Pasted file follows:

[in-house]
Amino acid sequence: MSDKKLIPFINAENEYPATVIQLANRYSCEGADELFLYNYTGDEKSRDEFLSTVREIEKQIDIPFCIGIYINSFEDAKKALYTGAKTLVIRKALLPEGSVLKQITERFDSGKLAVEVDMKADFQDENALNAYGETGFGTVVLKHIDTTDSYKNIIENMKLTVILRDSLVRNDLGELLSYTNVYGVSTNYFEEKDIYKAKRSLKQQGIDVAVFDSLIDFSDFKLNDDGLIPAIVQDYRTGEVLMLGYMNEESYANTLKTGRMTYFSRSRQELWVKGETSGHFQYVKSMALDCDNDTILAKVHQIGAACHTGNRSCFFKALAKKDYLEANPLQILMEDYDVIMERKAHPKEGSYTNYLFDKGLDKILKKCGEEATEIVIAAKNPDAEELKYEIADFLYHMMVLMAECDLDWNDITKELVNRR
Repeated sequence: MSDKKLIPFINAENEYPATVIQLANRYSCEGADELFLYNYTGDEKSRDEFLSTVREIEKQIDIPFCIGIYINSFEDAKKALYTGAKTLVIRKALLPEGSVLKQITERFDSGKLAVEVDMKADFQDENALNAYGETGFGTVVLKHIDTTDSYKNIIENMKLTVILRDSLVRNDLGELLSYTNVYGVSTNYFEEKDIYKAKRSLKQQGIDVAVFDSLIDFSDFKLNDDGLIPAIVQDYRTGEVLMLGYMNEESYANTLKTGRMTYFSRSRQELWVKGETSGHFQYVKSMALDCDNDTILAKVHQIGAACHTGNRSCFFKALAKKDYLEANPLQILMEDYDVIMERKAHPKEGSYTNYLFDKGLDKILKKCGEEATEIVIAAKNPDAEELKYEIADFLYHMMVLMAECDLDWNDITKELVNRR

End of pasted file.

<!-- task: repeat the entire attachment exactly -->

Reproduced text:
[in-house]
Amino acid sequence: MSDKKLIPFINAENEYPATVIQLANRYSCEGADELFLYNYTGDEKSRDEFLSTVREIEKQIDIPFCIGIYINSFEDAKKALYTGAKTLVIRKALLPEGSVLKQITERFDSGKLAVEVDMKADFQDENALNAYGETGFGTVVLKHIDTTDSYKNIIENMKLTVILRDSLVRNDLGELLSYTNVYGVSTNYFEEKDIYKAKRSLKQQGIDVAVFDSLIDFSDFKLNDDGLIPAIVQDYRTGEVLMLGYMNEESYANTLKTGRMTYFSRSRQELWVKGETSGHFQYVKSMALDCDNDTILAKVHQIGAACHTGNRSCFFKALAKKDYLEANPLQILMEDYDVIMERKAHPKEGSYTNYLFDKGLDKILKKCGEEATEIVIAAKNPDAEELKYEIADFLYHMMVLMAECDLDWNDITKELVNRR
Repeated sequence: MSDKKLIPFINAENEYPATVIQLANRYSCEGADELFLYNYTGDEKSRDEFLSTVREIEKQIDIPFCIGIYINSFEDAKKALYTGAKTLVIRKALLPEGSVLKQITERFDSGKLAVEVDMKADFQDENALNAYGETGFGTVVLKHIDTTDSYKNIIENMKLTVILRDSLVRNDLGELLSYTNVYGVSTNYFEEKDIYKAKRSLKQQGIDVAVFDSLIDFSDFKLNDDGLIPAIVQDYRTGEVLMLGYMNEESYANTLKTGRMTYFSRSRQELWVKGETSGHFQYVKSMALDCDNDTILAKVHQIGAACHTGNRSCFFKALAKKDYLEANPLQILMEDYDVIMERKAHPKEGSYTNYLFDKGLDKILKKCGEEATEIVIAAKNPDAEELKYEIADFLYHMMVLMAECDLDWNDITKELVNRR